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TW: Non-consensual sexual activity, sexism, stigmas on sex and sexuality.

Editor’s Note: This month, that is November 2020, FII’s #MoodOfTheMonth is Sexual And Reproductive Health, where we invite various articles to highlight how health outcomes are determined with respect to a person’s social, political, economic and cultural contexts of their gender and sexuality, and how these identities shape their life experiences vis-a-vis SRHR in India. If you’d like to share your article, email us at pragya@feminisminindia.com. 


Posted by Rishika Basu Majumdar

Do we in India really have a culture of talking about sex? The short answer: it’s complicated. But in my experience, mainly not. However, as I move on into this article, the broader point I’m trying to make is not this. Rather, it’s about the impact the lack of conversation/distorted conversation surrounding sex influences a person’s views on what sex is.

Childhood Meanings of Sex

Hailing from a very privileged background, I learnt about sex early on from my friends in 5th grade – but people now might be learning about it much earlier. They too didn’t really know much, it was just what they heard from their elder brothers/friends. The conversation on sex was largely “two people reproducing to have children”, which then moved on to how everyone has sex and it’s normal.

Most of the time, they would discuss porn – about how the ideal woman’s body looked. Big breasts, huge butt, skinny waist & extremely white. No one really talked about the guys in porn. I grew up to think that sex is all about male pleasure. The woman was always, ALWAYS the object. It was also, always between a man and a woman. 

Most of the time, they would discuss porn – about how the ideal woman’s body looked. Big breasts, huge butt, skinny waist & extremely white. No one really talked about the guys in porn. I grew up to think that sex is all about male pleasure.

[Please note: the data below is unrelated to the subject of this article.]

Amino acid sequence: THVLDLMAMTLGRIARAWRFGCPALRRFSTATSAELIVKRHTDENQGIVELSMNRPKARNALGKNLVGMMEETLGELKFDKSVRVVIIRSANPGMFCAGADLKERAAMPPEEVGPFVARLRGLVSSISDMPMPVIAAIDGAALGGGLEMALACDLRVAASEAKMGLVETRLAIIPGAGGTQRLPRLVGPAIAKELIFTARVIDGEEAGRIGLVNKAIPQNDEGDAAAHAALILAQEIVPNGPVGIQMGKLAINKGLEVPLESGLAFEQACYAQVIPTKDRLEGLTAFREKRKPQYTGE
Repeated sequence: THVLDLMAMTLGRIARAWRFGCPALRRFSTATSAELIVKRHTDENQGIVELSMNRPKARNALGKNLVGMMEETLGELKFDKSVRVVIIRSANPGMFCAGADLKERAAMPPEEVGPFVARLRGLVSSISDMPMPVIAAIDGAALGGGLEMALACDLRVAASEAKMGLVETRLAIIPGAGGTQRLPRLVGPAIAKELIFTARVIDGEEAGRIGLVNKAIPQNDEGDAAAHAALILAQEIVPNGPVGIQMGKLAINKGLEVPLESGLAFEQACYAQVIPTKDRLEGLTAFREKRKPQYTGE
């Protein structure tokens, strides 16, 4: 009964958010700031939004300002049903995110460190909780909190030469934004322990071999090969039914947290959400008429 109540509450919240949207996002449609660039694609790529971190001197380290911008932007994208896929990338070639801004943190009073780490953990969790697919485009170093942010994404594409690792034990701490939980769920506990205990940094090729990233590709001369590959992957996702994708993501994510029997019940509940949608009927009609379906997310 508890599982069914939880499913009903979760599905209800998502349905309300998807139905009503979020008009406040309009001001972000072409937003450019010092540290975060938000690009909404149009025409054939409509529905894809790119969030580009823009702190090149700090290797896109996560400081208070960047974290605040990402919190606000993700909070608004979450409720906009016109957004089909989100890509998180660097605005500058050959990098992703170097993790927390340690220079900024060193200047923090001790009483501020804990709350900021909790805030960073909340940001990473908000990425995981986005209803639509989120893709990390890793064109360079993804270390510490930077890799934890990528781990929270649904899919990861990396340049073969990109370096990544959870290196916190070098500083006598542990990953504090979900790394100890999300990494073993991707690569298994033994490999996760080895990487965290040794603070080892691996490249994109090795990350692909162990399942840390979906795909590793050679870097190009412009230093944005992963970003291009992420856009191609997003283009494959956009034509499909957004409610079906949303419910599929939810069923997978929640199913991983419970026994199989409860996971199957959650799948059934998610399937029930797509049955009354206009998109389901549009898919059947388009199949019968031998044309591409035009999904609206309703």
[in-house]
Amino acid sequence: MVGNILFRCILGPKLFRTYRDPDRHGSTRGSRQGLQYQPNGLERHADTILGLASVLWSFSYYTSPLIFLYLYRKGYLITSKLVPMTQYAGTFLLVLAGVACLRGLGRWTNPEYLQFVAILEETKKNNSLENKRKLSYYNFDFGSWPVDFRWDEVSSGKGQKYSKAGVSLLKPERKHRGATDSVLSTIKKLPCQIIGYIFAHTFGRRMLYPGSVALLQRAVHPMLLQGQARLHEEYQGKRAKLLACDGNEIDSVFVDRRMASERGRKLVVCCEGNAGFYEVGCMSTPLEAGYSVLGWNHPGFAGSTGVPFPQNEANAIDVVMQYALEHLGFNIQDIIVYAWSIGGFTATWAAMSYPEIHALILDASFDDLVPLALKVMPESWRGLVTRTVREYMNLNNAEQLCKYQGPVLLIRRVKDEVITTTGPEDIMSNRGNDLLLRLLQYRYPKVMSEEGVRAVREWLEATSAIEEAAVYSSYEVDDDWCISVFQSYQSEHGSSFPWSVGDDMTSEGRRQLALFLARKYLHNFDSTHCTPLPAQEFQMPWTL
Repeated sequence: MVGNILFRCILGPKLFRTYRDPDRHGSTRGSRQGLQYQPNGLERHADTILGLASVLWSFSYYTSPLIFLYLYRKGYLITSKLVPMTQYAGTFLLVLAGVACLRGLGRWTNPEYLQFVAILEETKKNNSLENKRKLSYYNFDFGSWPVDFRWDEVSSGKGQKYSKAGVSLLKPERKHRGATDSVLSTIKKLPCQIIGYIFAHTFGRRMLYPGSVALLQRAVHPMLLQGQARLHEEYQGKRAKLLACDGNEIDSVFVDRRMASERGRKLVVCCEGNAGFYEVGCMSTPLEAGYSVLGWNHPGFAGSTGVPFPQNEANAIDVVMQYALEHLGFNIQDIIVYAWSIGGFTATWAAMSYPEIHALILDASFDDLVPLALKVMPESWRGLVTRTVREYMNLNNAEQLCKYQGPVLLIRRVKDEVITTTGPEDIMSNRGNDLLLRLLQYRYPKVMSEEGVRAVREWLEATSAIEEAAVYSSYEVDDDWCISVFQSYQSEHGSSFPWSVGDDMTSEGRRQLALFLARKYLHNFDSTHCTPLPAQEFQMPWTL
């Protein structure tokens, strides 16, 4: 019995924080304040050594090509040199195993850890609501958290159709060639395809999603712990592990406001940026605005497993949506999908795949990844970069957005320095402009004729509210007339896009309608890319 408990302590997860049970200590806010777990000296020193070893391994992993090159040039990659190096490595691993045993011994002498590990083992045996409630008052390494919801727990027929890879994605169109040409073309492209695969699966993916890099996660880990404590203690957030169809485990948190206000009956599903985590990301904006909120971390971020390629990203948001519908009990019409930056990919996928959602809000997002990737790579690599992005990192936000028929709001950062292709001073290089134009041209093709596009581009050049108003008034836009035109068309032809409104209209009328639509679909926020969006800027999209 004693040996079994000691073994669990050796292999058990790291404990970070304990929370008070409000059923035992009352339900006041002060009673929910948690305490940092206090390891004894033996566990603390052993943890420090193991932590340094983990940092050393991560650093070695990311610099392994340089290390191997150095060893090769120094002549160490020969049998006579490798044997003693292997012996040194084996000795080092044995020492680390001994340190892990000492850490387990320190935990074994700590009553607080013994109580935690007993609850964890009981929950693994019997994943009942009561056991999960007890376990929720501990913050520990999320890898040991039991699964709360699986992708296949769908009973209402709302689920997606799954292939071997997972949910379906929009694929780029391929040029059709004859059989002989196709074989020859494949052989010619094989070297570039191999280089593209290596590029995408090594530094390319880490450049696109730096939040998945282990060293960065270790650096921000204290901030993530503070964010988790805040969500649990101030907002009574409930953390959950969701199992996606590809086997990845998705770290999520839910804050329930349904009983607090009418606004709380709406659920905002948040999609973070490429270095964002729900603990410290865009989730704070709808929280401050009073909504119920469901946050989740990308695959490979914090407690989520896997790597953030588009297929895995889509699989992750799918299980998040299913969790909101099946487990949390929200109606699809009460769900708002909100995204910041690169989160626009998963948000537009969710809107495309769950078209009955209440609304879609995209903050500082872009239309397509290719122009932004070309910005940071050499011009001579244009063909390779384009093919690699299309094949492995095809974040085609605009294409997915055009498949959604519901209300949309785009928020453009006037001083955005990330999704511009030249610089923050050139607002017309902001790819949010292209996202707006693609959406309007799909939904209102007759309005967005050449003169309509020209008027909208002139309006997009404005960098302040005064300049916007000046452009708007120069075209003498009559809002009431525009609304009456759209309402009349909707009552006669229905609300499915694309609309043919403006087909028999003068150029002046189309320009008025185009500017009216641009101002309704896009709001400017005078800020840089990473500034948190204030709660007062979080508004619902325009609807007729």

Of course, totally wrong, but we’ll get there.

It was (and continues to be) a tabooed topic in Indian families. I’m sure many of y’all would have had the same experience! We have all heard the classic ‘god gave a blessing’ story. When your parents find out you know about sex, they just deny it and move on with their lives. Wouldn’t it be much better if we had a candid conversation, in which I learned some actual stuff?

In 5th grade we also had a single “sex education” class – which was basically the school counsellor telling us to have sex after marriage (yup, really).

Sexuality was not a thing that was to be taken seriously. This was when the famous “Justin Bieber is gay and so I don’t like him” jokes started cropping up. And of course being gay was not an option we had – or even considered. “Girl on girl” action was once again simply discussed in the context of male pleasure.

High School

So picture that you’re bigger now – you’re in high school. You still have the same notions of sex – except now romantic relationships have crept into the picture. At least in my peer group, dating became the coolest thing. Hence, one could only dream of having sex with one person i.e. their boyfriend/ girlfriend. But no-one really told anyone how to get there. Guys and girls would hold hands where teachers couldn’t see, but when the teachers DID see, they’d just pull apart their hands. We always assumed it happens organically & everything is perfect that way.

And nobody – not your family, your friends, and certainly not your school has ever talked about consent. I had boyfriends too of course. And sadly, not one of them ever really thought about consent. There were also instances of many of my friends being groped on their breasts/butt – and they were supposed to just shake it off. 

Nobody ever talked about sexuality either. But gay jokes were still in.

Life After School 

Before going to college, I was told to be wary of ‘strange boys’. No-one that we know can ever do anything wrong, right? (Sarcasm, yeah)

I went to college and things did change for me. I met a man who asked for my consent with regards to almost everything. I would initially say—why are you even asking? My learning throughout my life told me that I don’t have an opinion, right? But he taught me that I do. And that has been such a valuable learning for me – I look at sex differently now. I talk about sex differently now. I am more vocal about sexual abuse now.